The Weekly Roar

In this week’s Roar: the latest news on ports, shifting ocean carrier alliances, potential changes for US/ China tariffs, the state of US intermodal, and easing container demand.

Port performance on the US West Coast is not improving as we move closer to the vital peak shipping season. There’s a lot of bad news that’s going to translate into even higher costs for the consumer. A recent report states that 20% of the global container fleet is mired in congested ports and about 60% of ships are arriving late. All while fuel costs continue to be volatile. Despite the slowdown of imports from China, other factors continue to erode the situation. First, is the declining efficiency at the ports of Los Angeles and Long Beach—the current turnaround is 6.9 days. Secondly, Russia’s war against Ukraine is also taking its toll on the supply chain.

With more news on ocean shipping, could there be an ugly breakup on the horizon? The last few years saw the birth of several container carrier alliances. They’re not expected to expire until later in the decade, but it seems the winds of change may blow in before then. But why? When the alliances formed, they did so with a common goal, but the visions and interests of alliance members have changed. So while the alliances may break up, it’s with the intent of evolving into something new—alliances that share common strategic interests. It doesn’t mean they’re going away.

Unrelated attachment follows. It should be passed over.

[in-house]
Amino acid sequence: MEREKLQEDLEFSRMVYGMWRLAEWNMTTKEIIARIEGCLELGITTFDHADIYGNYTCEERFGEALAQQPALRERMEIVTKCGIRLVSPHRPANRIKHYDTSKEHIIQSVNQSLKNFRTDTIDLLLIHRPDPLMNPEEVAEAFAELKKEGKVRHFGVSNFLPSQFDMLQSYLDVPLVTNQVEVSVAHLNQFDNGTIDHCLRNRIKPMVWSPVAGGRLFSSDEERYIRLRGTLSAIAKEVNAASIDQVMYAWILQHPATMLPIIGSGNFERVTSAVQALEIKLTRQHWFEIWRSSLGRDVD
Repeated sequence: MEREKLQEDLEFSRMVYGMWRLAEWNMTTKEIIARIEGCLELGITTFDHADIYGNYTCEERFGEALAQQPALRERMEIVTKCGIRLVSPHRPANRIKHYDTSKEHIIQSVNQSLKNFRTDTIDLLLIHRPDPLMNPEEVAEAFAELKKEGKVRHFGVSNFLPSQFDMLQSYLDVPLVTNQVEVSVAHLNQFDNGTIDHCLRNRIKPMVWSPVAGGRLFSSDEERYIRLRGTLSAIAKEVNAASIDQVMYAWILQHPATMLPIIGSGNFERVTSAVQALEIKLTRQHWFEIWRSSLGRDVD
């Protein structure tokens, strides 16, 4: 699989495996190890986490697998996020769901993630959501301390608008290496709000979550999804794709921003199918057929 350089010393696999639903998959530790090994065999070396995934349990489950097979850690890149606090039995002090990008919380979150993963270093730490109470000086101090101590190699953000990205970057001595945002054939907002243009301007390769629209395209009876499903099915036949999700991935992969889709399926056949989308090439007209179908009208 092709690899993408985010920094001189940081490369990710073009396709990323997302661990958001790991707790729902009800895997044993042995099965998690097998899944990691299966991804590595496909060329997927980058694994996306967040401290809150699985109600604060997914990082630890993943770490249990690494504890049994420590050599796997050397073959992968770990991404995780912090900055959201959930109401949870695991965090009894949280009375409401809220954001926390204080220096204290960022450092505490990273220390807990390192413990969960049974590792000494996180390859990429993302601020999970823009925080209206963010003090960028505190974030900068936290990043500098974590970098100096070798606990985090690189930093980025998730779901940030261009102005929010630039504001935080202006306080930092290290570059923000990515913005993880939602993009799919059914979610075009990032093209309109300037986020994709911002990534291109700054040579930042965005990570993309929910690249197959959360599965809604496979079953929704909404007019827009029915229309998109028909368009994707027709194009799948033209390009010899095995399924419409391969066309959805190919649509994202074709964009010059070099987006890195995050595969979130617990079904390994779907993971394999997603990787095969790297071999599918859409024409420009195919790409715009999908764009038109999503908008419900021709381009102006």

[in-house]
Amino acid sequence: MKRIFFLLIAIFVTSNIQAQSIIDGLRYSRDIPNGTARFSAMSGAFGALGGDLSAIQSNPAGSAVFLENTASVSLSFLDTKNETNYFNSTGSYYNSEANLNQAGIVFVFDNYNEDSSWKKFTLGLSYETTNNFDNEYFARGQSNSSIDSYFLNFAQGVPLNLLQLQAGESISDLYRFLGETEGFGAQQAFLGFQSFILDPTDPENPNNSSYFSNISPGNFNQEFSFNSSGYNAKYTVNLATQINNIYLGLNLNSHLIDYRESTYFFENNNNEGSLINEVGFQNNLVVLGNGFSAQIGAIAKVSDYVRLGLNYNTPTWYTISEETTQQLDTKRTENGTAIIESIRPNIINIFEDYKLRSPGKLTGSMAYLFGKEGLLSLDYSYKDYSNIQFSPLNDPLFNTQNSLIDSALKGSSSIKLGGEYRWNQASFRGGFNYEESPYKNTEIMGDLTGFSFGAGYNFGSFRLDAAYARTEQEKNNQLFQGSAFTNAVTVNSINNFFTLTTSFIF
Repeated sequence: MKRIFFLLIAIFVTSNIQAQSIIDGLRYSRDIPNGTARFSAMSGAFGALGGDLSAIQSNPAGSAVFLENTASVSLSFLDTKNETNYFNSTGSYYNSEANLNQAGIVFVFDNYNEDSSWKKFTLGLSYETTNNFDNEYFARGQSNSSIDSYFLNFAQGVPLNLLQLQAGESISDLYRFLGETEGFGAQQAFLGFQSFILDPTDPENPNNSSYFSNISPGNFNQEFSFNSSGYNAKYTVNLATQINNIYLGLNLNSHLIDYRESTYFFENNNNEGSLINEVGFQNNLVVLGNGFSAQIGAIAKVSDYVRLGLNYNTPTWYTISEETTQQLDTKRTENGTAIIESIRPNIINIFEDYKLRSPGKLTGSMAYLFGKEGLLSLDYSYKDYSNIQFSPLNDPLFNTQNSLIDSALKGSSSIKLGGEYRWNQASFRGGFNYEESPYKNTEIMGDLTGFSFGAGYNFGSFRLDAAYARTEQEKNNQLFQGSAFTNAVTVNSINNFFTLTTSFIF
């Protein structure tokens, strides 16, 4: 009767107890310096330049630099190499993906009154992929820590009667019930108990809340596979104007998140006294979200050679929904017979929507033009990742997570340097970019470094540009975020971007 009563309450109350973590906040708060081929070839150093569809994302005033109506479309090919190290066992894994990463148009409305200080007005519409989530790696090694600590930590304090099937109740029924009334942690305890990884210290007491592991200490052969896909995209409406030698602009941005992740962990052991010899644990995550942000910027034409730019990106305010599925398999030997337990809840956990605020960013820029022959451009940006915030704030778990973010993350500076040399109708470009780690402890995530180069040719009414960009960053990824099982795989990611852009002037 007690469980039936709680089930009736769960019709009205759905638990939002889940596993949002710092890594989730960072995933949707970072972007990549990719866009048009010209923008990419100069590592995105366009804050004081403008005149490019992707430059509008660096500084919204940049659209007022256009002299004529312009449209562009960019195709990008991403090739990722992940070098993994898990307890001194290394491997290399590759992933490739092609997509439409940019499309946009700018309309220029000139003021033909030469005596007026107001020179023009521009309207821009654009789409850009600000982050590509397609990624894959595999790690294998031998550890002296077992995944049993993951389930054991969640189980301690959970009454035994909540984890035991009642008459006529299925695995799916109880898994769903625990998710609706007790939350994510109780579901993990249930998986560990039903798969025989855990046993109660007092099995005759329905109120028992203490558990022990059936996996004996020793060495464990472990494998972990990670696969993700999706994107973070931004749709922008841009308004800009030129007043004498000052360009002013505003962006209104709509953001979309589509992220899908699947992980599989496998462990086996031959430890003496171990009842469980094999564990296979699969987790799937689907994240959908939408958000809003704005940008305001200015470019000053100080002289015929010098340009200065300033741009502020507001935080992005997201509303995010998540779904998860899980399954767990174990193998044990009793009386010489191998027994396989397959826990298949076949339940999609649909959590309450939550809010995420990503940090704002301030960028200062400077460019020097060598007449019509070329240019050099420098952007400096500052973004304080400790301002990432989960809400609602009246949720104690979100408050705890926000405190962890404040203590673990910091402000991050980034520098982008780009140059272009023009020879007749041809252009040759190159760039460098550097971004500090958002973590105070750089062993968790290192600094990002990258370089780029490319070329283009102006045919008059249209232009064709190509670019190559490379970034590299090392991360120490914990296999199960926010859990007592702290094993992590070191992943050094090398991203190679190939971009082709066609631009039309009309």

In the US, tariffs on more than $300 billion in Chinese imports are due to expire in July, prompting the Biden administration to review and ultimately request their continuation. If the request is accepted, the USTR will keep tariffs in place until an evaluation is complete and a final decision is made.

Next up, given the current market environment in the industry, you’d expect US intermodal traffic to be increasing but instead, it’s on a downward trend. Intermodal volume dropped 6.6% in the first quarter of 2022, year on year. This is following declines in the two previous quarters.

Finally, the news from the container industry is that demand is falling. Triton International, the largest container leasing company in the world, reports a downward trend in box production, container pricing on both new and old boxes, as well as leasing duration and rates. However, it’s worth noting that despite the downward trend, everything is still higher than it was in any previous year with the exception of 2021.

For the rest of the week’s top shipping news, check out the article highlights below.